The US is still the undisputed leader in GNERD, but will not remain in that position for long. Last year, the US spent $496 billion on research and development, while also attracting $70 billion in private investment. China spent $408 billion and attracted $34 billion worth of venture capital in 2016. However, since the year 2000, China has been increasing its R&D expenditure by a staggering 18% a year while the US witnessed just a 4% annual increase. At this rate, it will not take long for China to invest more than any other country in R&D. In addition, between 2000 and 2014, the number of people graduating with a bachelor’s degree in science in China had risen from 359,000 to 1.65 million, compared to 483,000 to 742,000 in the US. In other words, China is on the cusp of becoming the undisputed king of science and technology. China is becoming a role model of R&D activity and productivity!

Measuring effectiveness is much more complex. The general relationship between R&D input indicators and specific socio-economic results is described by an S-type curve. The features of this relationship are: a) There is a threshold. The R&D potential below the threshold cannot accomplish socio-economic tasks. M.M. Qureshi formulated the Development Capability Index (DCI) as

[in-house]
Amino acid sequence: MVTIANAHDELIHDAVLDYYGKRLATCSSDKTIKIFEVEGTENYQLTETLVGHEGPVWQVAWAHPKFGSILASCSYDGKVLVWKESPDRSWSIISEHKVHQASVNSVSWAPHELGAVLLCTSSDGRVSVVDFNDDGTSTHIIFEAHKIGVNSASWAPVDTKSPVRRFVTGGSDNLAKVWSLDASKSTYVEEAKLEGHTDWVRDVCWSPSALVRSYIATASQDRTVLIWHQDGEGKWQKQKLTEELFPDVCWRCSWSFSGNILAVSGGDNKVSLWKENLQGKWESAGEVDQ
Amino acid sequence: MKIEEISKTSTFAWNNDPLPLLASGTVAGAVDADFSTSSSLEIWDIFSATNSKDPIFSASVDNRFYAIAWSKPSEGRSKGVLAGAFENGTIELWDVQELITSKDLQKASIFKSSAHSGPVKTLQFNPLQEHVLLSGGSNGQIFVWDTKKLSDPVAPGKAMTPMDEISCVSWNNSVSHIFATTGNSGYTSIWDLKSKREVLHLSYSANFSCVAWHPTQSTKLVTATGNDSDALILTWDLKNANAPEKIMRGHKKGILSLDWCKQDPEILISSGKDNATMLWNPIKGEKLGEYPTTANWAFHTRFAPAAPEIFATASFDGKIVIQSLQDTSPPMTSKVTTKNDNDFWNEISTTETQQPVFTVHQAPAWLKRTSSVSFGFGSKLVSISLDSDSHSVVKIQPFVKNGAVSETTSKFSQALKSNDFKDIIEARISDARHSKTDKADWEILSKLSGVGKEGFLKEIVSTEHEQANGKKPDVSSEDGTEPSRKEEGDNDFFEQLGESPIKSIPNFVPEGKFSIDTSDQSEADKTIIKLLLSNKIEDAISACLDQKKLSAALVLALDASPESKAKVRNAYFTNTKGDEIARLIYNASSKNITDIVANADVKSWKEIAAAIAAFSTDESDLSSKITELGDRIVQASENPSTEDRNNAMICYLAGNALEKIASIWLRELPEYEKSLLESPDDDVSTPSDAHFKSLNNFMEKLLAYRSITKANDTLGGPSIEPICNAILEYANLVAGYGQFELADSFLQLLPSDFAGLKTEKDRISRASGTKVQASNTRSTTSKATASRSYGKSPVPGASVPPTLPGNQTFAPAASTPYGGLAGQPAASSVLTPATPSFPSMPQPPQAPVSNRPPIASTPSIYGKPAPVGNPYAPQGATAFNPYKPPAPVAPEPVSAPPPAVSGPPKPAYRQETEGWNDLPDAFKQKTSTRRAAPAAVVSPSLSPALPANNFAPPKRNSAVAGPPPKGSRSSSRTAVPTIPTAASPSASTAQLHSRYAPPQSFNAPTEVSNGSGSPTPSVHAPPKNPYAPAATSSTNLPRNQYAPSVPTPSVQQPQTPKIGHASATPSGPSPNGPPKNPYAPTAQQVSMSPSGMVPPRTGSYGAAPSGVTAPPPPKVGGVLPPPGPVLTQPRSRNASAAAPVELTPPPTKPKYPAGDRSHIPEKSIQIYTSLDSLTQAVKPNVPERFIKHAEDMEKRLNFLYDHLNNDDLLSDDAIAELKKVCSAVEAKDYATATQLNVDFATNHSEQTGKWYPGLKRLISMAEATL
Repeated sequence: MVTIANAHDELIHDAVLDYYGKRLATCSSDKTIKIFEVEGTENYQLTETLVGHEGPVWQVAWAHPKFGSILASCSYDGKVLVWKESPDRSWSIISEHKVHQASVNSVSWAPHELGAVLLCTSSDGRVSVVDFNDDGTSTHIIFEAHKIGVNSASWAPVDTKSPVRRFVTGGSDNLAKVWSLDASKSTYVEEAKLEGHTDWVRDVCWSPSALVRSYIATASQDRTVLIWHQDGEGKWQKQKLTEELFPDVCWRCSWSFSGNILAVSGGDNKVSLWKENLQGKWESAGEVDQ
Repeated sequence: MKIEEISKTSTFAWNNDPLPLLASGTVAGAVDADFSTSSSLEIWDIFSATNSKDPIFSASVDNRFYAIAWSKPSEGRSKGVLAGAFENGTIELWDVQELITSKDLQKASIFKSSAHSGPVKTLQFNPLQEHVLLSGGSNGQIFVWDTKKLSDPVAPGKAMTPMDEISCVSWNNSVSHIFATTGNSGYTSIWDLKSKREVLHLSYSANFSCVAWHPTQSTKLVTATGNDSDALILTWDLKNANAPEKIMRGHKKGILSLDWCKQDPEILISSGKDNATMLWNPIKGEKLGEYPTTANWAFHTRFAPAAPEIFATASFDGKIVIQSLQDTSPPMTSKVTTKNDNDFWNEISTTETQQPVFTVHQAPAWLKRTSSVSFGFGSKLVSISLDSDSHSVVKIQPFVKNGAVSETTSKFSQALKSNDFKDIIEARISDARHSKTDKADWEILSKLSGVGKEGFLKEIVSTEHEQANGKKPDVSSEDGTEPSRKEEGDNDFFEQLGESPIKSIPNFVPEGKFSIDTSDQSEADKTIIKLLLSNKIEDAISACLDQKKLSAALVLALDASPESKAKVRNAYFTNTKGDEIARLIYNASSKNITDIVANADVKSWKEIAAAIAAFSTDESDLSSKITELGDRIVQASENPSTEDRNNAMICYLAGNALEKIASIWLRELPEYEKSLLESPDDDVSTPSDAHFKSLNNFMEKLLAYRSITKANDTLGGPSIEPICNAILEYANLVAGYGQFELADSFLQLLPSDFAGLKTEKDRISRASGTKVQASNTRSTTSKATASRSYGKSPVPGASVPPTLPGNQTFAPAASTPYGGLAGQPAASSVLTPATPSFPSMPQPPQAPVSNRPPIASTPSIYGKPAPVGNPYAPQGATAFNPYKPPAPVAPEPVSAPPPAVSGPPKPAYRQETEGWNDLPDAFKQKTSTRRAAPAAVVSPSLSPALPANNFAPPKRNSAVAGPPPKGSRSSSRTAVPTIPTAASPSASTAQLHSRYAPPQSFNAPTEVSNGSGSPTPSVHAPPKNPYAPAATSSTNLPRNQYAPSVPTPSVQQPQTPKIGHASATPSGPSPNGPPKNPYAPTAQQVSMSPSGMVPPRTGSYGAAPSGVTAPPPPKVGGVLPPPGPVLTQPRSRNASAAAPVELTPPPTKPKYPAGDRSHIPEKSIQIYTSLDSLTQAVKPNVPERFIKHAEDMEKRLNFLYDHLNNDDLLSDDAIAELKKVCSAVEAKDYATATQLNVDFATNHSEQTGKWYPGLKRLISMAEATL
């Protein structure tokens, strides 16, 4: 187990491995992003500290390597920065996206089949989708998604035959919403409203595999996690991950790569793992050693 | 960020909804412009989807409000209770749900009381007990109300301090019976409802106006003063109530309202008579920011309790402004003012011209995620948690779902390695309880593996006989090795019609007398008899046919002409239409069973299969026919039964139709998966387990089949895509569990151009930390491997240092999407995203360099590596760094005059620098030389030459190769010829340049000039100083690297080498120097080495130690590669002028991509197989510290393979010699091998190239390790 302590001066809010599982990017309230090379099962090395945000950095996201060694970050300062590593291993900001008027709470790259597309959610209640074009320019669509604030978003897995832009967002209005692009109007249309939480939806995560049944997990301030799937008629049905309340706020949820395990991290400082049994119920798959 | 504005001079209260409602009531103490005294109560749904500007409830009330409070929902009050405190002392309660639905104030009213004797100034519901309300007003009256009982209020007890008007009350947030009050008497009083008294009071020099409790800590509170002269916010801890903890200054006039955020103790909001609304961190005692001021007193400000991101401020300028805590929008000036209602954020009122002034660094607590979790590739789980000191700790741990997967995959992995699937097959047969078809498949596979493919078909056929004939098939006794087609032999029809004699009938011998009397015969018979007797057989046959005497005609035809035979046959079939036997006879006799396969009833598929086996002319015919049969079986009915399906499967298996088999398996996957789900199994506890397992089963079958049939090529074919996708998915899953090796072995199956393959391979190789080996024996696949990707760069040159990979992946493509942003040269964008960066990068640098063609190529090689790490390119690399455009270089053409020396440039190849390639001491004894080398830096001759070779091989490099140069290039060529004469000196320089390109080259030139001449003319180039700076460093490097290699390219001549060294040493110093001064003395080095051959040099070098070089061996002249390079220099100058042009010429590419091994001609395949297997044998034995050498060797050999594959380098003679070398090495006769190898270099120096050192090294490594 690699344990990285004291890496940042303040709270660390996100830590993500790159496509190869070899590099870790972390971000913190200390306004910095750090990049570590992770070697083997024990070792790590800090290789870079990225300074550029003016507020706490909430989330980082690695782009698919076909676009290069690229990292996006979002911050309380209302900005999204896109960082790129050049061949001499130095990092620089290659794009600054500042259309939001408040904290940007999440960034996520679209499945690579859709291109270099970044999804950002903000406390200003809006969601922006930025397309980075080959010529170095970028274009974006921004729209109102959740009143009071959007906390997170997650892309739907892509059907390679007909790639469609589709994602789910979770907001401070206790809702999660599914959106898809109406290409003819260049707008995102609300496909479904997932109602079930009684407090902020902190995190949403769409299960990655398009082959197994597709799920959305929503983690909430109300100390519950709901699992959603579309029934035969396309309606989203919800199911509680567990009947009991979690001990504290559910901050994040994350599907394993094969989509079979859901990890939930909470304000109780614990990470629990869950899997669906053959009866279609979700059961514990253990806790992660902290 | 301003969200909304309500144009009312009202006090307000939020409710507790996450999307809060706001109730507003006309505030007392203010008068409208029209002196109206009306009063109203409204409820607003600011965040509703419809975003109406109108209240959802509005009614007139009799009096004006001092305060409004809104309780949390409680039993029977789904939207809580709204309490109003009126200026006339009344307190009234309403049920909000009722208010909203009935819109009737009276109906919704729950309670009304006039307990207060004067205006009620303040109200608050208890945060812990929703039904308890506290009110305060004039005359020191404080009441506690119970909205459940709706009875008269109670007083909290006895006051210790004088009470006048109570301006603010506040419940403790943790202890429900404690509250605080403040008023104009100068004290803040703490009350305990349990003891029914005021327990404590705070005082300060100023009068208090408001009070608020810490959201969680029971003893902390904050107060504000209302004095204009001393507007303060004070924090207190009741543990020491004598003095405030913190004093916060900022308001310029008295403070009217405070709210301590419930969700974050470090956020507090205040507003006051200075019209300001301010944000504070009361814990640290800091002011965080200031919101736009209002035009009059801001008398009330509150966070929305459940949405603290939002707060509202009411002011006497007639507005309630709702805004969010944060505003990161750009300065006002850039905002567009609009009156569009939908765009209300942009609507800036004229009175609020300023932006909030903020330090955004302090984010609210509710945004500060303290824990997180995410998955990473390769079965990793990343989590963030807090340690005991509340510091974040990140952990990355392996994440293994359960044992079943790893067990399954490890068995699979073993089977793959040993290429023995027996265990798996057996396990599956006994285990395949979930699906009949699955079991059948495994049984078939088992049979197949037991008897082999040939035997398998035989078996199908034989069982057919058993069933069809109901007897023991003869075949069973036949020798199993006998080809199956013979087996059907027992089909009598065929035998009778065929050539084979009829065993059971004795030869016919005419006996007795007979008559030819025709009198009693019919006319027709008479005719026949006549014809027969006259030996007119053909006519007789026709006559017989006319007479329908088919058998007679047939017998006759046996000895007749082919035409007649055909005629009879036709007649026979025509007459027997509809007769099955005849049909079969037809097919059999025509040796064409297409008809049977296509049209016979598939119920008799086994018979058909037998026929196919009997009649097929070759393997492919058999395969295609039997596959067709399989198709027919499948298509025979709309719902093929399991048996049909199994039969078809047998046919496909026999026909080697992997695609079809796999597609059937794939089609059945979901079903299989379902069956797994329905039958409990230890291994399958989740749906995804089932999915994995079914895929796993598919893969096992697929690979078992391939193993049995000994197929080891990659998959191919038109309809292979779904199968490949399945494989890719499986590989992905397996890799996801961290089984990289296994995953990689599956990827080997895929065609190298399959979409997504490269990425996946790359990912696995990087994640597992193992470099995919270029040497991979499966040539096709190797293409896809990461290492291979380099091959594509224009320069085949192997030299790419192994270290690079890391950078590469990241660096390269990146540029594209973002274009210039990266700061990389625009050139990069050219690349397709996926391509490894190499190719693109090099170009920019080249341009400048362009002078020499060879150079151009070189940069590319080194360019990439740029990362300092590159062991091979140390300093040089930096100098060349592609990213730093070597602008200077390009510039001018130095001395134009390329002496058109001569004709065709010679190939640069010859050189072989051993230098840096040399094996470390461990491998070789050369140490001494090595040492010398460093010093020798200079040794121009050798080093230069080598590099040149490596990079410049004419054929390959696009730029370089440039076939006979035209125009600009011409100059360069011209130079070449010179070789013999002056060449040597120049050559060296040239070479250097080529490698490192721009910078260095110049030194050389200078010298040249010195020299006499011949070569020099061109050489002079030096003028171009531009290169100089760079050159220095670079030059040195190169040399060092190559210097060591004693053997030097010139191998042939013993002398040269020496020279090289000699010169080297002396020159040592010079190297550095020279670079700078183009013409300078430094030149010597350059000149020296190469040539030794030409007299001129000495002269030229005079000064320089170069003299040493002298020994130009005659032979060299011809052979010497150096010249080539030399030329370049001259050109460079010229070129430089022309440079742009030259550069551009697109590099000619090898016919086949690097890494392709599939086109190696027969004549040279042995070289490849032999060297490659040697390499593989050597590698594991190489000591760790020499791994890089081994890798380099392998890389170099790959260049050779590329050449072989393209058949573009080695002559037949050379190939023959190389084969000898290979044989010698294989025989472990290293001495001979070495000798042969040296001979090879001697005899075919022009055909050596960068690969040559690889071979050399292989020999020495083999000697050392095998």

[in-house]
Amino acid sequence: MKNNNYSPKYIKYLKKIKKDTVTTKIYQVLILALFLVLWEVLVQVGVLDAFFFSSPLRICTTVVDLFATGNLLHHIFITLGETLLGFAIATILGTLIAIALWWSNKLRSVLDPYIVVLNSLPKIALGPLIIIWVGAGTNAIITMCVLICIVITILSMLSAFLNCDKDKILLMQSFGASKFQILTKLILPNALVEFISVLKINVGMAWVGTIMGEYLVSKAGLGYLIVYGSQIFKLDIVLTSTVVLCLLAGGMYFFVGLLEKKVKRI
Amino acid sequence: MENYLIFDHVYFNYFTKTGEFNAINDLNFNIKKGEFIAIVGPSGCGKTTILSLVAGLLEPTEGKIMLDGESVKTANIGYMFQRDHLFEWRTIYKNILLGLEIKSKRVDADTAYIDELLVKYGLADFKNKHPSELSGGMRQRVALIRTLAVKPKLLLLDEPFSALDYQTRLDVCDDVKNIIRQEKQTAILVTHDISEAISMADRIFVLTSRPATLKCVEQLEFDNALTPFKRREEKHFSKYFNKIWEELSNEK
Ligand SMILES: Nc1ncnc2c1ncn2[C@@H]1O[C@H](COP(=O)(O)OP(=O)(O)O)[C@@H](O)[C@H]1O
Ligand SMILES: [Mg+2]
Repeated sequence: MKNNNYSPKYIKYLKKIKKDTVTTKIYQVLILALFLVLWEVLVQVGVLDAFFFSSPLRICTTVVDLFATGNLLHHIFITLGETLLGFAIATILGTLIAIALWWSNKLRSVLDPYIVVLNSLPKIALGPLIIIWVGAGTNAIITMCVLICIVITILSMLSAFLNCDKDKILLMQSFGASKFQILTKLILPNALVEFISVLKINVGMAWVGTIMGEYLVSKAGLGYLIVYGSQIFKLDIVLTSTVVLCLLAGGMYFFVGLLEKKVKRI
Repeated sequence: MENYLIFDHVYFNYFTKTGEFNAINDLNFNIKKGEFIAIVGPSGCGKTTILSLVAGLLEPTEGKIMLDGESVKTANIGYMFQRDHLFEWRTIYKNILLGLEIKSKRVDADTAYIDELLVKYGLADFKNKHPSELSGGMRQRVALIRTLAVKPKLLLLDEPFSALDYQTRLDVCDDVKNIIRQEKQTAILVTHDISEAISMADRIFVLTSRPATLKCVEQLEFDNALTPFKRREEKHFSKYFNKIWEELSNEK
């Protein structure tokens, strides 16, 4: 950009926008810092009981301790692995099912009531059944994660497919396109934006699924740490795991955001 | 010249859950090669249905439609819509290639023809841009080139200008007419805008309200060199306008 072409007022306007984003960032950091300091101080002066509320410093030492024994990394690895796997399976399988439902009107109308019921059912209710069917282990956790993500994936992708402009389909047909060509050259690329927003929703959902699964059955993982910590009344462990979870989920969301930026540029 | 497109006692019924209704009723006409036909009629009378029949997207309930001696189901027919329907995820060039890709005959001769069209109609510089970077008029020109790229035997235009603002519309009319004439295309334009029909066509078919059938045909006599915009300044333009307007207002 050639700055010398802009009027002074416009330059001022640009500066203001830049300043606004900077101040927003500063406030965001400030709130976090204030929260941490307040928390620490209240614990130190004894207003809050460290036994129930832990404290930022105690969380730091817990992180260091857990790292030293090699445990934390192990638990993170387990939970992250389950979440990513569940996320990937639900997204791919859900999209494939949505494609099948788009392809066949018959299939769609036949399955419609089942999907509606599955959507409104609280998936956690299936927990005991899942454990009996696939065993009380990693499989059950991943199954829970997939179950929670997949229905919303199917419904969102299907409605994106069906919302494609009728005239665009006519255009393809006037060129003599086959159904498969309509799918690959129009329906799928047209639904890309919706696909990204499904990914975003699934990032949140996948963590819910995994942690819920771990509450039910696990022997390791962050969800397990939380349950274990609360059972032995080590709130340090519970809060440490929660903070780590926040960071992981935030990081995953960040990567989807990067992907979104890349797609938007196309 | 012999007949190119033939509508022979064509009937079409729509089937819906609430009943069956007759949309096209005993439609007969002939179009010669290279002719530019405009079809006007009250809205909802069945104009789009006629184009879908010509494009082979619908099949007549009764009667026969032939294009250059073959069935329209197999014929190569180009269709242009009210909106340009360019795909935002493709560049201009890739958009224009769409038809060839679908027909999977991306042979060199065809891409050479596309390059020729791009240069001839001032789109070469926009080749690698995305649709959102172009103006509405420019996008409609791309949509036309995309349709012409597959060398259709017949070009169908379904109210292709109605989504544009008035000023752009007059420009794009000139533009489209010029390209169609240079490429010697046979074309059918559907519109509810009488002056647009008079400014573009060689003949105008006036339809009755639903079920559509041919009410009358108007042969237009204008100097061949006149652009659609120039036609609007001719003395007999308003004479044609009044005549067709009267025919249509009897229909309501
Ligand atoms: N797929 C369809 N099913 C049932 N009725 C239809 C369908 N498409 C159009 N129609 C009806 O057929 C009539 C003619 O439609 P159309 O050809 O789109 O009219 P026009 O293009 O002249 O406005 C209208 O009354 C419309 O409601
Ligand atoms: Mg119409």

DCI = (GDP/c)0.45 x (GDP)0.55 = (R&D potential)0.45 x (GDP)0.55 = (ρ(W))0.45 x (GDP)0.55

The essential step is linking GDP/c with the R&D potential and consequently with the number of authors publishing in WoS journals. b) The threshold is given by the following: ρ(W) = ١٠٠ - ٢٠٠/million inhabitants, GNERD/GDP = ٠.٨ -١.٠٪ and number of scientists and engineers, technicians = ٣٠٠-٥٠٠/million inhabitants.

The R&D potential of the SEE countries is around the threshold and therefore, the essential political goal of these countries and also of the EU is to strengthen the R&D potential of each SEE country so that specific socio-economic objectives can be achieved. We need to clarify three issues at this outset.

First, is the above expression which links DCI and the number of authors publishing in WoS journals reliable? An analysis of Lamy’s High Level Group comparing the EU and the USA shows that growth in the EU is larger in all scientific activities, but the EU lags behind the USA in the number of patents and in the value added growth of business economy in high-tech sectors. This seems to contradict the result that Research Excellence leads to prosperity. Interaction between science, technology, market and prosperity is complex. V. Bush in his famous report advocated the science-push model. A few decades later, partly stimulated by the phenomenon described above which is particularly notable in the UK, the market-pull model was proposed. Actually, interaction evolves in bundles of streams synergistically synthesizing basic research and innovation.